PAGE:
"It was great to see them apply what I'm telling them every day to use when I'm not holding their hand to do an activity," said Edwards. "Instead of just asking the high schoolers how to spell a word they were really trying to stretch out the sounds."

FBLA/DECA club members will visit a couple dozen classrooms this week and next to volunteer with students. In two weeks, members will deliver responses from Santa back to the students.

+ Read More

RHINELANDER - The winter solstice arrives in a few weeks. However, with a decent amount of snow on the ground and a big cold snap on the way, winter came crashing in a little early for us. and for the deer too. That's why the DNR keeps track of how harsh Wisconsin winters are every year.

Deep snow and cold temperatures can cause issues for deer in the Northwoods. The DNR has a system to help track how severe a winter is and the problems it brings for the deer.

"The winter severity index is a way that we can basically put a measurement on the winter and have it so we can track to see how much impact it would be having on the deer herd basically," said DNR Deer Biologist Curt Rollman.

+ Read More

Play Video

EAGLE RIVER - Snow may be cold, but it's a good insulator. So with all this snow in the Northwoods, many lakes aren't freezing like they could be.That poses a problem for many snowmobile clubs.

The Sno-Eagles Snowmobile Club maintains more than 80 miles of trails near Eagle River. Heavy snow brought down hundreds of trees. It also insulated lakes and swamps, slowing down the freezing process.

Trail Boss Brian Scheid said only about half the fallen trees have been cleared. He also said a lot of the trails are too wet.

+ Read More

Play Video

WISCONSIN - New legislation at the state level could make the penalty for bail jumping less severe.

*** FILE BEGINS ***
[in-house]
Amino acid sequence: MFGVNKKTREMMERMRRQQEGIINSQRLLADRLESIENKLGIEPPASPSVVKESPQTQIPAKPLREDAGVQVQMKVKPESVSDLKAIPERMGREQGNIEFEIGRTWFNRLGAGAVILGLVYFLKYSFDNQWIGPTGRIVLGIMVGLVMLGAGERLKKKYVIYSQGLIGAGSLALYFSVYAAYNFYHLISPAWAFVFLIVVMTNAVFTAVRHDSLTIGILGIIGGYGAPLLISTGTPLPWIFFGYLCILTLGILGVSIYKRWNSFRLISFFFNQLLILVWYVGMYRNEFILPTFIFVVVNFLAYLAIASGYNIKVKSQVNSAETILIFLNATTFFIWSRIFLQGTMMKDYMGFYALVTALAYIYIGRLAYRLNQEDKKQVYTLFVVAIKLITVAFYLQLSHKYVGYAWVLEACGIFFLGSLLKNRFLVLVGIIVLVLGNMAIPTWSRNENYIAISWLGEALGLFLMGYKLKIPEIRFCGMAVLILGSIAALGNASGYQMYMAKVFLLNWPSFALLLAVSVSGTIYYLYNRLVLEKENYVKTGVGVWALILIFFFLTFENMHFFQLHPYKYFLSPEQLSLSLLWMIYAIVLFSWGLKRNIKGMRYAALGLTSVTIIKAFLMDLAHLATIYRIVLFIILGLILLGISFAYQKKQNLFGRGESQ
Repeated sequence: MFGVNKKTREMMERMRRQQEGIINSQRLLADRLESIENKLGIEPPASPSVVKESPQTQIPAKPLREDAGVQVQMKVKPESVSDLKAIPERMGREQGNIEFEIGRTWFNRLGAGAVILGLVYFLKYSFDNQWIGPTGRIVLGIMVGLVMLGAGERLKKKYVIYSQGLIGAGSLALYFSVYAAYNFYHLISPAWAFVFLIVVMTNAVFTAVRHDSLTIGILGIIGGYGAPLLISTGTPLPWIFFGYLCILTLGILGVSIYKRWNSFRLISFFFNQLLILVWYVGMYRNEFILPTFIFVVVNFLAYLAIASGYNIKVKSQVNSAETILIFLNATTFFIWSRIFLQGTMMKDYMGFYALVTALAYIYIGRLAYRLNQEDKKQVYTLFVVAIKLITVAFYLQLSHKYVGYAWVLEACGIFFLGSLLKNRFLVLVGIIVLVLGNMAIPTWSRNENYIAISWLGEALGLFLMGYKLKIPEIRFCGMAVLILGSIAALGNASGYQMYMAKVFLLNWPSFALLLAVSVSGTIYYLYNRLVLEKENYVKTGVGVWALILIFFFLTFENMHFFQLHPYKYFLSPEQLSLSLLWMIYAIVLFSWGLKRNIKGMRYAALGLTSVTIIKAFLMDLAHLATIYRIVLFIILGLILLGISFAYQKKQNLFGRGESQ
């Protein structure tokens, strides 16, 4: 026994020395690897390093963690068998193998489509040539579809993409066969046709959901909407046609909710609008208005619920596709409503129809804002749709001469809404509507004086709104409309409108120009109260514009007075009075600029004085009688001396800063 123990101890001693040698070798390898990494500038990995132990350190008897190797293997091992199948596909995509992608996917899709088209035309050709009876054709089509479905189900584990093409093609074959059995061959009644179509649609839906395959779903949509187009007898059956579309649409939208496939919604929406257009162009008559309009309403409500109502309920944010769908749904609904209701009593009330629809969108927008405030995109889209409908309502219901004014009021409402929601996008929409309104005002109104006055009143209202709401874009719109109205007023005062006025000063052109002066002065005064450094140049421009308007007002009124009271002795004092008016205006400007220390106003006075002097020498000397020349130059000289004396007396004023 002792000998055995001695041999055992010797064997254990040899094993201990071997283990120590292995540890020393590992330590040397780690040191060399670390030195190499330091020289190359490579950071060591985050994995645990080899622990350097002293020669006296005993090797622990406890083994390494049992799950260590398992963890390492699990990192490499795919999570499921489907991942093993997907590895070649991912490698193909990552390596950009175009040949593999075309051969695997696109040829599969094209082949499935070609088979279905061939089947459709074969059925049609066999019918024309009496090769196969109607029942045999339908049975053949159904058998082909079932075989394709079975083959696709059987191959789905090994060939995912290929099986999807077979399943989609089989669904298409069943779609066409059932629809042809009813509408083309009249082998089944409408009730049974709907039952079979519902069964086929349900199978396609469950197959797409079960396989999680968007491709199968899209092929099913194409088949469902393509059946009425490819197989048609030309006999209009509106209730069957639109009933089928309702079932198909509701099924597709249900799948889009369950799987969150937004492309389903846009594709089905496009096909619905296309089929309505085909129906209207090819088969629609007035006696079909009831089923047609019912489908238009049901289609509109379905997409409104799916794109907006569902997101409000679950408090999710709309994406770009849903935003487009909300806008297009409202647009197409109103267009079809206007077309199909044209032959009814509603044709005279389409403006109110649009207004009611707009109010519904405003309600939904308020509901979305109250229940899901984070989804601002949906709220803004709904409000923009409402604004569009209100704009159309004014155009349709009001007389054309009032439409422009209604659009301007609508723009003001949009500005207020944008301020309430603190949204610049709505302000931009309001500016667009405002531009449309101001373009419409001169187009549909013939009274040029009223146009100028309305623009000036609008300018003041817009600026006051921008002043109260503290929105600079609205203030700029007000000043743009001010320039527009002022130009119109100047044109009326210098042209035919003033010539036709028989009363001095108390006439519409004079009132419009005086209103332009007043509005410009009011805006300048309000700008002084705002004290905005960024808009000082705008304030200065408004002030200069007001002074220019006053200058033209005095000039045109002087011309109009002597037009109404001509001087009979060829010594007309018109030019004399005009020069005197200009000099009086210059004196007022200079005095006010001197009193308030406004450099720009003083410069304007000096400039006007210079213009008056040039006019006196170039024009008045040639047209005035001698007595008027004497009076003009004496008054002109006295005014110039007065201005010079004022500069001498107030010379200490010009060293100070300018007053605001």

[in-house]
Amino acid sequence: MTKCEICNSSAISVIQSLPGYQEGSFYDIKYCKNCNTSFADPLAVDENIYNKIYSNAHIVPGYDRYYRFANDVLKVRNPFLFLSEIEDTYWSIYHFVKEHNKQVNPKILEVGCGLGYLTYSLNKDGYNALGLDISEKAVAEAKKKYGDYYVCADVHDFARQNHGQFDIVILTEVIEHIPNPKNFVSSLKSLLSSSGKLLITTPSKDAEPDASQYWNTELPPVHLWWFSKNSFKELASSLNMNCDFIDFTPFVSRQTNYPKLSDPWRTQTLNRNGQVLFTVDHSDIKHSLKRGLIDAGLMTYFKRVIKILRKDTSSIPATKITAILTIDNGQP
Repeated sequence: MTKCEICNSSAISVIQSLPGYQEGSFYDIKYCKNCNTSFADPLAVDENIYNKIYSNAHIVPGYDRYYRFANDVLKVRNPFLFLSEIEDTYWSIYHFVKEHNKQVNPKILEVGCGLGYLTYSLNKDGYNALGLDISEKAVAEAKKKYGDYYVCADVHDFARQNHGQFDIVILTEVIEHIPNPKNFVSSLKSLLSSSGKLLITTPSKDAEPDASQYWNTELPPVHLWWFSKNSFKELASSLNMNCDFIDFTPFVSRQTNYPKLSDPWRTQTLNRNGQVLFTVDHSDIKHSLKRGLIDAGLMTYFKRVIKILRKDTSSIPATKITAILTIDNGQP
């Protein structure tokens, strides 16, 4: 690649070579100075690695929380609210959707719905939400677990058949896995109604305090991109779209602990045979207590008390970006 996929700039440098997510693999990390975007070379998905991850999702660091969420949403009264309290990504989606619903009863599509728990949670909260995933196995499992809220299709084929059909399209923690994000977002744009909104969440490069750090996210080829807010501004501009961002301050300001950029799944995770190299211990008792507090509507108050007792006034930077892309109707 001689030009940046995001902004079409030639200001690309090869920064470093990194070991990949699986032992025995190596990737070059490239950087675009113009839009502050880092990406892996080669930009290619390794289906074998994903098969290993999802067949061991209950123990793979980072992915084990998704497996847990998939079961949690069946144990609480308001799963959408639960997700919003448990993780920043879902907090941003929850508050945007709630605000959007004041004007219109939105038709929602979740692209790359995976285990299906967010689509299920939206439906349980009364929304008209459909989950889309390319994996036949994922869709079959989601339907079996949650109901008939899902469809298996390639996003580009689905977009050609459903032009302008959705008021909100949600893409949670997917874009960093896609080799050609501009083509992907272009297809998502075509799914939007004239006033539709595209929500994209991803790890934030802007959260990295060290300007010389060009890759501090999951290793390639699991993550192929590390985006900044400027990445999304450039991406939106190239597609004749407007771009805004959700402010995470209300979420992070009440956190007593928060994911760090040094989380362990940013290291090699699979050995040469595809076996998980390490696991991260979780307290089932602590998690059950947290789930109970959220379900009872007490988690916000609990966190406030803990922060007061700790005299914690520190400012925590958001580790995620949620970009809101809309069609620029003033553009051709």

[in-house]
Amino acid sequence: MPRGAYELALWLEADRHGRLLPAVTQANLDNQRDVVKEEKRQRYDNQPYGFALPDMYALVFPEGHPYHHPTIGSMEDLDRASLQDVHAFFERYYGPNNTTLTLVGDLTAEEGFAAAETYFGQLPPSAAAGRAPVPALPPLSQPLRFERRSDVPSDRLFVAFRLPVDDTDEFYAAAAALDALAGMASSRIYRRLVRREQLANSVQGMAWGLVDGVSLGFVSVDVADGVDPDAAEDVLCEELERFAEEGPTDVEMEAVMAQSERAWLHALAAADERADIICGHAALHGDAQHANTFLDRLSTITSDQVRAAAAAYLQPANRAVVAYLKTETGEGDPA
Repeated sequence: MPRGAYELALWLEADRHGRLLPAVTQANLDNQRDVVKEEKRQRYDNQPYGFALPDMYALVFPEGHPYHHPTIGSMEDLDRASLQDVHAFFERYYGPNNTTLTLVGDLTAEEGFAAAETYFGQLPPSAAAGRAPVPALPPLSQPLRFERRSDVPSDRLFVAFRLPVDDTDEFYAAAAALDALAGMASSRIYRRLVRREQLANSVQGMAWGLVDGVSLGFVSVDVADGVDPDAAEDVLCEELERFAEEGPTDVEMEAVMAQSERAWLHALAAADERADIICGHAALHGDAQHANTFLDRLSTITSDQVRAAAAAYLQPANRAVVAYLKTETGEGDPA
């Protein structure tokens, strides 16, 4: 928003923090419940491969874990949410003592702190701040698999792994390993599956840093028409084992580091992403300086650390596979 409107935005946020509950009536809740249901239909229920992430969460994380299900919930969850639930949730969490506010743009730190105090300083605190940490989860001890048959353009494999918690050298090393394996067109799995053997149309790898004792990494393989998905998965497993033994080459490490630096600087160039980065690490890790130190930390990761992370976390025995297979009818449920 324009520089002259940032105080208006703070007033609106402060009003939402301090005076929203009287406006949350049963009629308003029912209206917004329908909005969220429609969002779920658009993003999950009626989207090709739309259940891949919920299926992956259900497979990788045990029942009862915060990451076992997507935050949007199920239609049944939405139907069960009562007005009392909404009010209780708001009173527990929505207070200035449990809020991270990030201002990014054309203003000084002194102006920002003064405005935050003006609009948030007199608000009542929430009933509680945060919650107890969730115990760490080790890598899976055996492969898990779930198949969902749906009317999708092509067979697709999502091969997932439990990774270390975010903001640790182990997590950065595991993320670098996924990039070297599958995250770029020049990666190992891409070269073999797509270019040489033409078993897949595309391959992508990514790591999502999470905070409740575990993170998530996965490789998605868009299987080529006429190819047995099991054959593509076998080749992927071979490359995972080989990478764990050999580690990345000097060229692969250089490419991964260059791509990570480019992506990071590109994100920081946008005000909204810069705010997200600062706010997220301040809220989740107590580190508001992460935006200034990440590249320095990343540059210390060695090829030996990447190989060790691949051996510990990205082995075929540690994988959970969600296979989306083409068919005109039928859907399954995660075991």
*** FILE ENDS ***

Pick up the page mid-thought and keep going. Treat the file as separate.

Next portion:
Some law enforcement officials in Oneida County believe that move would be misguided.

+ Read More

MADISON - Wisconsin Gov. Tony Evers says federal investigators plan to brief the Wisconsin National Guard's top commander on a review of the Guard's sexual assault investigation protocols this weekend.

The governor says in a letter to legislative leaders that officials from the National Guard's Office of Complex Investigations plan to meet with Maj. Gen. Donald Dunbar on Saturday.

+ Read More

MADISON - With two school shootings just this week, gun-involved violence incidents are increasing among young people in the state.

One Wisconsin woman has been under-siege from pellet gun fire.

"Back in my day, kids toilet papered houses," Madison resident Tanya Reed told a reporter. "I mean, they didn't shoot peoples windows out."

+ Read More

Play Video

RHINELANDER - A jury found Brandon Darnick guilty on Wednesday of first-degree child sexual assault.

This case was one of the first to go to trial after Wisconsin catches up on testing a backlog of rape kits.

Five years ago, Darnick gave a Minocqua Police detective two reasons as to why his DNA was found on the child; but during the trial, his testimony changed.

He claimed he was involved with his current girlfriend at the time and a lack of hygiene caused the kit to test positive.

"If I didn't shower or wash myself off properly, it would still be there and usually the next day and later on I would still have wetness from the semen," said Darnick.

+ Read More
+ More General News
Search: